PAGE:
BATTICALOA, Sri Lanka — The bitter ethnic war that has ravaged Sri Lanka for 25 years has entered a new and terrible phase.
Since 1983, Sri Lanka"s government, which represents the majority community, Sinhalese and Buddhist, has been battling the Liberation Tigers of Tamil Eelam (LTTE), which is seeking a homeland in the north and east for the Hindu and Tamil minority.
A cease-fire, brokered by Norway in 2002, promised an end to the violence that has claimed at least 70,000 lives. But the election of a belligerent Sinhalese-nationalist government in late 2005, led by President Mahinda Rajapaksa, stirred both sides to fresh atrocities. In the past 18 months, 5,000 have died; compared to fewer than 200 in the previous three years.
This conflict — which Sri Lankan pundits have called "Eelam Four," as the fourth round in the struggle for a Tamil homeland, or Eelam — appears to be fought in two phases. It began in the east after a series of violations that included, last April, an attack on the army headquarters in Colombo which left the army commander, Maj. Gen. Sarath Fonseka, with serious injuries.
In a vast offensive backed by heavy artillery, the army has largely cleared eastern Sri Lanka of the Tigers. The fighting has also displaced more than 150,000 civilians. Though some are returning home, many still languish in camps that dot the landscape.
Sundaralingam Raveendram fled his village in northern Batticaloa district in March. After settling his family in a camp in Palameenmadu, just south of Batticaloa city, the farmer returned home to fetch some cattle.
"Pieces from a shell hit me and I fell unconscious," said Mr. Raveendram, standing outside the family"s temporary home, a small tent of white plastic sheeting, holding out his badly scarred arm. As he talked, the steady dull thud of artillery fire is a reminder that the eastern campaign is not over; the army is trying to bomb around 500 rebels from their last jungle hide-outs to the northwest and southwest of the town.
And an even nastier conflict is escalating in the north, the Tigers' stronghold.
"We are pursuing a negotiated settlement," said Kehilya Rambukwella, the government"s defense spokesman. "We have no plans to start a campaign in the north. We just want to release people from the clutches of the LTTE."
But sources say that in recent weeks the army has made frequent attacks on the northern frontline and suffered heavy losses, as many as several dozen soldiers on some days.
"The battle in the north will be nothing like that in the east," said Jehan Perera, executive director of the National Peace Council of Sri Lanka, a group working for reconciliation. "It will be much harder."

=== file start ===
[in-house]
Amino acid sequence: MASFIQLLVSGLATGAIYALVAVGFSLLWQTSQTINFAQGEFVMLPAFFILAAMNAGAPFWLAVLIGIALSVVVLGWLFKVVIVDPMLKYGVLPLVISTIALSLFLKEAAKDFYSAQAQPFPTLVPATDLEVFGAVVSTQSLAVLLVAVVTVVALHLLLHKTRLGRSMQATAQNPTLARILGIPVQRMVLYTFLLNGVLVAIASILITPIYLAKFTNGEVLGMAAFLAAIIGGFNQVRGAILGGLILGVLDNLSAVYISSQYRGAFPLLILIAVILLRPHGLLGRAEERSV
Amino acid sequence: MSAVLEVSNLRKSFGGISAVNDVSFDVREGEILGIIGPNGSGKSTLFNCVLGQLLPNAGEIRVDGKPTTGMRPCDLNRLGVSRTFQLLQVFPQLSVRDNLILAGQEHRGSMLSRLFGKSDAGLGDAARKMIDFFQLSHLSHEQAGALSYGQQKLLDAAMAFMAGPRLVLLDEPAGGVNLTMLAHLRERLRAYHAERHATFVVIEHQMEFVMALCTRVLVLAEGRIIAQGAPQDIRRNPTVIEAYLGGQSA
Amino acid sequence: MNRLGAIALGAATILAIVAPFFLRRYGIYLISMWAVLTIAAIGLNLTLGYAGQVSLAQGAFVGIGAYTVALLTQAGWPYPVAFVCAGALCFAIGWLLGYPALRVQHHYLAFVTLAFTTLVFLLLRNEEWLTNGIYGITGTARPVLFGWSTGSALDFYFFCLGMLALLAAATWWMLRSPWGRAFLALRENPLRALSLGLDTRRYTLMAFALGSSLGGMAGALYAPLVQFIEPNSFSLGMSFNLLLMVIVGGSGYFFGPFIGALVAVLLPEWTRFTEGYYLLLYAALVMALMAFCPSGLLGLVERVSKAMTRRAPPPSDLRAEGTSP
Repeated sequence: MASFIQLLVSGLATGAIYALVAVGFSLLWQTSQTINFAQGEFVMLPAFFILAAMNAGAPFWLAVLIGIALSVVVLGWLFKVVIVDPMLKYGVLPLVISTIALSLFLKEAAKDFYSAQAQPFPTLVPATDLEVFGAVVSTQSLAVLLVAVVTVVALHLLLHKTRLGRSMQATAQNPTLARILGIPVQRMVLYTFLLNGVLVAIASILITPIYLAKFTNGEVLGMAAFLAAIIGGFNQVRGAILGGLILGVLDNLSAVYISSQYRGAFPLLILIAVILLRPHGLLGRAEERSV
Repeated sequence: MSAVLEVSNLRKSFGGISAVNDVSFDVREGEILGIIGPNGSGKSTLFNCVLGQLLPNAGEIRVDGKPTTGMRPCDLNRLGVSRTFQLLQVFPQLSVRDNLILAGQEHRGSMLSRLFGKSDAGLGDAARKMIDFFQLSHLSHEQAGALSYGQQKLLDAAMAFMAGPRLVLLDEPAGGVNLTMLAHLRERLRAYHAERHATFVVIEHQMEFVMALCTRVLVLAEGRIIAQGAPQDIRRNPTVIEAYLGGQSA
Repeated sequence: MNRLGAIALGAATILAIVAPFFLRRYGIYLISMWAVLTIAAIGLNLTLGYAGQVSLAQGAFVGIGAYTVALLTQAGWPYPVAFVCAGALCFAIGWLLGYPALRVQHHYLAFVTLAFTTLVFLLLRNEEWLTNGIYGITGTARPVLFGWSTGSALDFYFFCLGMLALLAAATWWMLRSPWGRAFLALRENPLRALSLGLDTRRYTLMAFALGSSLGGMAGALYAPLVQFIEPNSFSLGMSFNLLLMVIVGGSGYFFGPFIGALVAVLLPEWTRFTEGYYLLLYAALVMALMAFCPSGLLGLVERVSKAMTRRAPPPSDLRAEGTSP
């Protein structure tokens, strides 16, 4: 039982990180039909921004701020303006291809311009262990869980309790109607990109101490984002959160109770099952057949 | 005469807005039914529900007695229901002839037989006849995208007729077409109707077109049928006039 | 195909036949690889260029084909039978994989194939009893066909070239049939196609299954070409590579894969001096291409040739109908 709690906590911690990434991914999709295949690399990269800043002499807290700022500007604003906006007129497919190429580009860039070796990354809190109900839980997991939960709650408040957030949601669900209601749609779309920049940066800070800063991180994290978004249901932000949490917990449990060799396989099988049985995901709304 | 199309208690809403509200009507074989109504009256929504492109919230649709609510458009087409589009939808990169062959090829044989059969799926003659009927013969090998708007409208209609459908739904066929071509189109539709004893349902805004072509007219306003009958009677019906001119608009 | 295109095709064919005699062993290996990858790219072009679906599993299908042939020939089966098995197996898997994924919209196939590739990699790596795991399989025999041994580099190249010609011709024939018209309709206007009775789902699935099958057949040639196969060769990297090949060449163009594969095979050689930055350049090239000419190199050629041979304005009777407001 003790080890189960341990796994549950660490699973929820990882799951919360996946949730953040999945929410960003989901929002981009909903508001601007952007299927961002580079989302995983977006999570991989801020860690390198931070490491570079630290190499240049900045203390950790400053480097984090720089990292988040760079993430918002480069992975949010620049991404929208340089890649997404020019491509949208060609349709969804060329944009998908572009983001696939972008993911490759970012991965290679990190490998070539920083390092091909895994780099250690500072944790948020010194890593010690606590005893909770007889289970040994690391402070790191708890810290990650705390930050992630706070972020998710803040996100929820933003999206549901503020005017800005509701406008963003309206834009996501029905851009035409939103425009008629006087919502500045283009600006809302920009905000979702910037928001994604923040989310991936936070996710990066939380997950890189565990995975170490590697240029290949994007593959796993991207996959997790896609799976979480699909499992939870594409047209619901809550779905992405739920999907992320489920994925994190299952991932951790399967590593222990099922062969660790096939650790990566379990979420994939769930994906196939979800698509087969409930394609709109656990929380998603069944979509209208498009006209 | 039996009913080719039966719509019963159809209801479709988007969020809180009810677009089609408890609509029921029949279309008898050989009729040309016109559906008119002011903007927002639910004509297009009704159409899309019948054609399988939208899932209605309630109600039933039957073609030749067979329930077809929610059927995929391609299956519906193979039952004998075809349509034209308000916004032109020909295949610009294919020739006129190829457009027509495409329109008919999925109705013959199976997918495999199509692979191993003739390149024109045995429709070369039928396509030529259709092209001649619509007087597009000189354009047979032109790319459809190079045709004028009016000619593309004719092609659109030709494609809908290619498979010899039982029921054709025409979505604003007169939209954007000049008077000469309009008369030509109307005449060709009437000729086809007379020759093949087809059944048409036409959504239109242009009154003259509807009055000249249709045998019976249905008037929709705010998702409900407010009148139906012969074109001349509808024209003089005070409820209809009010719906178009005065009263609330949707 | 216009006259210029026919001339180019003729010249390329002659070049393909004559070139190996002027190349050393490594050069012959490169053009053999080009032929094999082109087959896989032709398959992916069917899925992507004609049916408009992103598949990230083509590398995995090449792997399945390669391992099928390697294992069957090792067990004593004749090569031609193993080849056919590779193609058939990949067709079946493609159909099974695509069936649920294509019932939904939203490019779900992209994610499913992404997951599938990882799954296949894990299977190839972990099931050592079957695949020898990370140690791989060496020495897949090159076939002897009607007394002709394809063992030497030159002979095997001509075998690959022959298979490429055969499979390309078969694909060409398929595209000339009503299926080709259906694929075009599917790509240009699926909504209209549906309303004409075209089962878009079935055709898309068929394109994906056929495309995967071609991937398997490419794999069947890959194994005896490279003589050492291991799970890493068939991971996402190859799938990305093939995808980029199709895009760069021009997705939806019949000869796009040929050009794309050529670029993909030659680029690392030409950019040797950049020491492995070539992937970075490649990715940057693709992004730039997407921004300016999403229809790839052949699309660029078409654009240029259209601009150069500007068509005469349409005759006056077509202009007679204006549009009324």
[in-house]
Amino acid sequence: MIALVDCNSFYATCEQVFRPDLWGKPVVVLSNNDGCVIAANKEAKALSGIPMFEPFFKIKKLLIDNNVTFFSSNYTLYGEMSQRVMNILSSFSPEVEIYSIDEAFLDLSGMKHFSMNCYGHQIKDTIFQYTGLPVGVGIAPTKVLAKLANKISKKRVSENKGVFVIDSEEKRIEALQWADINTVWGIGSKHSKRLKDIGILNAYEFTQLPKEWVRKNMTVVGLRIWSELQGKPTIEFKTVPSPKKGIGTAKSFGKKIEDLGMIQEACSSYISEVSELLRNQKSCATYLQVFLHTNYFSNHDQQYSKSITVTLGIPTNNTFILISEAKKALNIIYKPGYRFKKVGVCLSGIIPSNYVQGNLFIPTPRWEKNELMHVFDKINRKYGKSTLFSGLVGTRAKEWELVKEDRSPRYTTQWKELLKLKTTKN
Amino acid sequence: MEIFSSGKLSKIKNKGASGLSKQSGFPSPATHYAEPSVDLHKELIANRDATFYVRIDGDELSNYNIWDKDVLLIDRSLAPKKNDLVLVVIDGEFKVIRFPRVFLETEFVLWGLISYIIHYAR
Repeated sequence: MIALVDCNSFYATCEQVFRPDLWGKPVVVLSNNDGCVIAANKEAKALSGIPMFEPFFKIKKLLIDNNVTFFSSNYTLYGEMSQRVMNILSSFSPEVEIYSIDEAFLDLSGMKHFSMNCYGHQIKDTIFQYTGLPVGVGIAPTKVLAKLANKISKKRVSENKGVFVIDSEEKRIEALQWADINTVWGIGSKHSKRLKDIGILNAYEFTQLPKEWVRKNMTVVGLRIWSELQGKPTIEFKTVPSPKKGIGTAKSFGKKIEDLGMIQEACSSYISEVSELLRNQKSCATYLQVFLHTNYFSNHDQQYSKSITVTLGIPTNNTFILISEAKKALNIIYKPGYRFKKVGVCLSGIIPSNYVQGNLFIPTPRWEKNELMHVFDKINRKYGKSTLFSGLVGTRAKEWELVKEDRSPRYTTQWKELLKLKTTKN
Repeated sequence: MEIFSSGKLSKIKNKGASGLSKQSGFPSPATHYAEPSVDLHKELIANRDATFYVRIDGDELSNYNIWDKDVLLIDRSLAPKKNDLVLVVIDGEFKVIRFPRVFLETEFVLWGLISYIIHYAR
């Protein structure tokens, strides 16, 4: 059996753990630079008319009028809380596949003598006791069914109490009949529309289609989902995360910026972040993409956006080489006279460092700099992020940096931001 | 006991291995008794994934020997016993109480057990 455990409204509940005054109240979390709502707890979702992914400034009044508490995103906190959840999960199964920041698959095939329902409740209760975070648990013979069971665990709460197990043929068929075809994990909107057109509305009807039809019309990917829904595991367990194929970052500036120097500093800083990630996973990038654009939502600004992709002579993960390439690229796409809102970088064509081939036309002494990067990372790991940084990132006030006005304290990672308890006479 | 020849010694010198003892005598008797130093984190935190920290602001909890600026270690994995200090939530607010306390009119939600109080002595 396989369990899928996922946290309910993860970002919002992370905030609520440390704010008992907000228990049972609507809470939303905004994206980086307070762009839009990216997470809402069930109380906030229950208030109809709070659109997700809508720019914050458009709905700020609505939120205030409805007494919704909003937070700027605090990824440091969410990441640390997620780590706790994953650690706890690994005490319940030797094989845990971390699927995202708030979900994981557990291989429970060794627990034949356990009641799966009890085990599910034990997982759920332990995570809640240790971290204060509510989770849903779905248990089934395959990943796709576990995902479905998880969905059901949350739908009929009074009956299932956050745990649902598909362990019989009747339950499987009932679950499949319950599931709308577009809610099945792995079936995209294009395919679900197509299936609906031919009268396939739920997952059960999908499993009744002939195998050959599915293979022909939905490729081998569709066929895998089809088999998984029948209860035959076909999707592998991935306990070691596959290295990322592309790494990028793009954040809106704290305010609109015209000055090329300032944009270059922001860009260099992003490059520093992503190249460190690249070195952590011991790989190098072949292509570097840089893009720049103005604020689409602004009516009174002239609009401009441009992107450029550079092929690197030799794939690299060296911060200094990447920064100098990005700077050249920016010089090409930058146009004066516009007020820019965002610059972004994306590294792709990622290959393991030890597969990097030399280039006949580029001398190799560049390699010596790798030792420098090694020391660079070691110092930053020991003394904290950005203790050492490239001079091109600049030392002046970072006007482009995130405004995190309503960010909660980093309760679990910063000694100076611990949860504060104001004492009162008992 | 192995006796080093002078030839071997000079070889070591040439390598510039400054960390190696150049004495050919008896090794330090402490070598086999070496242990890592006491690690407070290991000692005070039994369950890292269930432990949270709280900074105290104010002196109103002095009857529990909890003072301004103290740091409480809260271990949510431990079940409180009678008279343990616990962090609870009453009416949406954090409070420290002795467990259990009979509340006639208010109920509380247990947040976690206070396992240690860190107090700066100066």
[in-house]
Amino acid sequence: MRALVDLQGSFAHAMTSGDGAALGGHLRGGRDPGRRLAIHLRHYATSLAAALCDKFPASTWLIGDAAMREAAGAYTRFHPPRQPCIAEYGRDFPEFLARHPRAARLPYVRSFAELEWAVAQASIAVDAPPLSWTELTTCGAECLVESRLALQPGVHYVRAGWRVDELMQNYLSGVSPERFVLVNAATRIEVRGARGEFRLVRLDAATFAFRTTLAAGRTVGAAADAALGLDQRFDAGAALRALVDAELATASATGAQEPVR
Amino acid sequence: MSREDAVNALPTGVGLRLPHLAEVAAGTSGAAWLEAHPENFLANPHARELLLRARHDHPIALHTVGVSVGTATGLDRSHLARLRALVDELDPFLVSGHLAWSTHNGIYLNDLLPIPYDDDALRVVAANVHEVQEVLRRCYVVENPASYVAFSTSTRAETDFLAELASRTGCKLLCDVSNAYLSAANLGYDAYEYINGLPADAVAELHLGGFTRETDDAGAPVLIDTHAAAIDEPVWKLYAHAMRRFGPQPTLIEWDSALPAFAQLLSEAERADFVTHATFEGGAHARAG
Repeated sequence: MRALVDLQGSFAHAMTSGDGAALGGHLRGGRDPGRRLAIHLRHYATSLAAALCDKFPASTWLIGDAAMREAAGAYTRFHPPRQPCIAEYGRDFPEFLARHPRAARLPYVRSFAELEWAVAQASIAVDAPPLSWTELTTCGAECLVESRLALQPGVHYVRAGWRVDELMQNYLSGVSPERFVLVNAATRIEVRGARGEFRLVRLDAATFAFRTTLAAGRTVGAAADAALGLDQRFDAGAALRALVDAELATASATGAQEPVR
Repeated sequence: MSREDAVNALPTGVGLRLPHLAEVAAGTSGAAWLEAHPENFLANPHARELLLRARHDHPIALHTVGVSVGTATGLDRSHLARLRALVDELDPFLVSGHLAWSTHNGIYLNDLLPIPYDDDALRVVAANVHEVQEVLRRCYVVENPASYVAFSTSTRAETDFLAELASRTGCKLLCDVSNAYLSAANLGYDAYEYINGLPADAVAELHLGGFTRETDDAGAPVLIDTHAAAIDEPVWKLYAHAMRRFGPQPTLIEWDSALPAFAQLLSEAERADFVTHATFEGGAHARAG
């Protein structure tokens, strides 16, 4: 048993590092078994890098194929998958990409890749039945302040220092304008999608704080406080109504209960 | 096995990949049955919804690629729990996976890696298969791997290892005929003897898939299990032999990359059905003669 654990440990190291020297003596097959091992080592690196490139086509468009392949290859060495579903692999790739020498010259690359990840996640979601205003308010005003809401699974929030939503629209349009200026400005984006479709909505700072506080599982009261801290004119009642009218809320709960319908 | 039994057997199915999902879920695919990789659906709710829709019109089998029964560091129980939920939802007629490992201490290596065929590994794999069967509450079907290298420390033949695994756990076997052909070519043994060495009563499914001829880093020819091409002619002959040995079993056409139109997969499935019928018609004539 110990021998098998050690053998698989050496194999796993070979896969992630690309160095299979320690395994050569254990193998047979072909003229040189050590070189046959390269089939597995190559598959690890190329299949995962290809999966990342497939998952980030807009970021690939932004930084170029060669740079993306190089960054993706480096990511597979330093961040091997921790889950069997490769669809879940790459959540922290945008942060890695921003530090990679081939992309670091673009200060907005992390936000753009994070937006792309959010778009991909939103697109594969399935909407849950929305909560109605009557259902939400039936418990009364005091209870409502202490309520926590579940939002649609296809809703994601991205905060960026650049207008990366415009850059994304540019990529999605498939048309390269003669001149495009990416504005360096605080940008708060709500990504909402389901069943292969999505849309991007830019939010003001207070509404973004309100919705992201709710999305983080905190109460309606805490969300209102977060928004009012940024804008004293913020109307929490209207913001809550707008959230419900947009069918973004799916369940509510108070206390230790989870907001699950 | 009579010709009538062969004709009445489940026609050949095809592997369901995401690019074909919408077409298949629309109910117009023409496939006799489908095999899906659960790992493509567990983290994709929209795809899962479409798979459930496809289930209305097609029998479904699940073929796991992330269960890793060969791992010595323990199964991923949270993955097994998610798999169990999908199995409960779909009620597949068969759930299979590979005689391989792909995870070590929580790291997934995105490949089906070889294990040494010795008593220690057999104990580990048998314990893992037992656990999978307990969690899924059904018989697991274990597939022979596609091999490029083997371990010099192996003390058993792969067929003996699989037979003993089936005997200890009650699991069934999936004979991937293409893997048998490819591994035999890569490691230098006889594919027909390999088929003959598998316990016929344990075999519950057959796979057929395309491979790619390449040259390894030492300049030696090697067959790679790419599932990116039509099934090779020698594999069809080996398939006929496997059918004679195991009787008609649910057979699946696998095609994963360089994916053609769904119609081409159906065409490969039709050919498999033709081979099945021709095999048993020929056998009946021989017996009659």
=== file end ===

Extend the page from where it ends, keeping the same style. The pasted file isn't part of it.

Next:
Whereas the east has a mixed population of Tamils, Muslims and Sinhalese; the north, the LTTE"s heartland and home, is almost entirely Tamil.
In the east, the army was further aided by the 2004 defection of the LTTE"s regional commander, Vinayagamoorthy Muralitharan, known as "Colonel Karuna."
Karuna, as his splinter group is known, has launched a series of attacks on the LTTE in the region.
Despite its apparent failures in eastern Sri Lanka, the LTTE has struck back. In March, its fledgling air force made its debut, bombing an air force base in Colombo, killing three airmen and wounding 16.
The attack exposed serious weaknesses in Sri Lanka"s defenses.
In April, a second air raid struck two oil facilities in the capital. The LTTE's military spokesman, Rasaiah Ilanthirayan, promised further air attacks as long as government forces continued to attack Tamil areas.
Then on May 24, the Tigers launched an audacious raid on a naval base on the northern Jaffna peninsula which left at least 22 persons dead. Several bombs exploded near army targets in Colombo in the following days; one attack killed six civilians.
Western governments have long condemned the LTTE"s violent tactics.
But in recent months they have been increasingly appalled by atrocities carried out by paramilitaries linked to the government.
In early May, U.S. assistant secretary of state for South and Central Asian affairs, Richard Boucher, said Washington was concerned by a spate of abductions and killings blamed on each side.
Human Rights Watch says that the Karuna group, with the approval of the military and police, has been carrying out horrifying abuses, from the recruitment of child soldiers to abductions and extortion.
In a camp for the displaced in Sitandhi, in Batticaloa district, 21-year-old Radikhela Vanarasa told of the day Karuna cadres came for her father. He was working as a cook in a Tamil Tigers camp to prevent his sons being forcibly recruited by the Tigers.
"The Karuna men came in the evening," said Miss Vanarasa, her eyes downcast. "They said, 'You are working for the LTTE" and chopped off his hands. They beat him, tortured him, removed his intestines."
The government denies that it is using the Karuna group to attack the LTTE.
Earlier this month, the bodies of two Tamil Red Cross volunteers were found dumped outside the capital. The men had been taken away by men who identified themselves as policemen in Colombo. Mr. Rajapaksa's office said the murders were an attempt to damage his government's reputation.
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